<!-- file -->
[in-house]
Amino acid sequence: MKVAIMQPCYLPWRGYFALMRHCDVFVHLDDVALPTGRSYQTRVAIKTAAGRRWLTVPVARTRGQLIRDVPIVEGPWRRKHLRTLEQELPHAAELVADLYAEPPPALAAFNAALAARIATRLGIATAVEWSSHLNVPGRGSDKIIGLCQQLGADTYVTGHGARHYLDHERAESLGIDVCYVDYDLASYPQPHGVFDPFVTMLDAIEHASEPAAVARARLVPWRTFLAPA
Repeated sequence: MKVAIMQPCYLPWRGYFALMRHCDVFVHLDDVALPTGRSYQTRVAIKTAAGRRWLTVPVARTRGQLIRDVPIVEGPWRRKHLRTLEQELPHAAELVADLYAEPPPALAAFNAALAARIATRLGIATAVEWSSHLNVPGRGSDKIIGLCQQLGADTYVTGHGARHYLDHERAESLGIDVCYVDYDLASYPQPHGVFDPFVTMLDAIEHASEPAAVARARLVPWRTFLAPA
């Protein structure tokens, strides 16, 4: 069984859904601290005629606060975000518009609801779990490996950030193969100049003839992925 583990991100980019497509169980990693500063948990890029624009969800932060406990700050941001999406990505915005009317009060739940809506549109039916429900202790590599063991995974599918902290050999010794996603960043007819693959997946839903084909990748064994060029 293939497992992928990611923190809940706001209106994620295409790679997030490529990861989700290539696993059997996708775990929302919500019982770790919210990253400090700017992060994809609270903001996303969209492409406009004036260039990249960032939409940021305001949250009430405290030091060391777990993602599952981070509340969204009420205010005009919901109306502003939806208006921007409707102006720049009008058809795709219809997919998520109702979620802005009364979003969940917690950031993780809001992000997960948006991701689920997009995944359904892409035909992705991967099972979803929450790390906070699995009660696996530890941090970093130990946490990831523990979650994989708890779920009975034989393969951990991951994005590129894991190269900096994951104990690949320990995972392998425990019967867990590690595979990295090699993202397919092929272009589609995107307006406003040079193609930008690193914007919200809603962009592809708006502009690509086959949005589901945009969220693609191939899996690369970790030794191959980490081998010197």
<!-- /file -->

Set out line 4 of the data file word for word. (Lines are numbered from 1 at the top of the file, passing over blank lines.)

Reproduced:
């Protein structure tokens, strides 16, 4: 069984859904601290005629606060975000518009609801779990490996950030193969100049003839992925 583990991100980019497509169980990693500063948990890029624009969800932060406990700050941001999406990505915005009317009060739940809506549109039916429900202790590599063991995974599918902290050999010794996603960043007819693959997946839903084909990748064994060029 293939497992992928990611923190809940706001209106994620295409790679997030490529990861989700290539696993059997996708775990929302919500019982770790919210990253400090700017992060994809609270903001996303969209492409406009004036260039990249960032939409940021305001949250009430405290030091060391777990993602599952981070509340969204009420205010005009919901109306502003939806208006921007409707102006720049009008058809795709219809997919998520109702979620802005009364979003969940917690950031993780809001992000997960948006991701689920997009995944359904892409035909992705991967099972979803929450790390906070699995009660696996530890941090970093130990946490990831523990979650994989708890779920009975034989393969951990991951994005590129894991190269900096994951104990690949320990995972392998425990019967867990590690595979990295090699993202397919092929272009589609995107307006406003040079193609930008690193914007919200809603962009592809708006502009690509086959949005589901945009969220693609191939899996690369970790030794191959980490081998010197």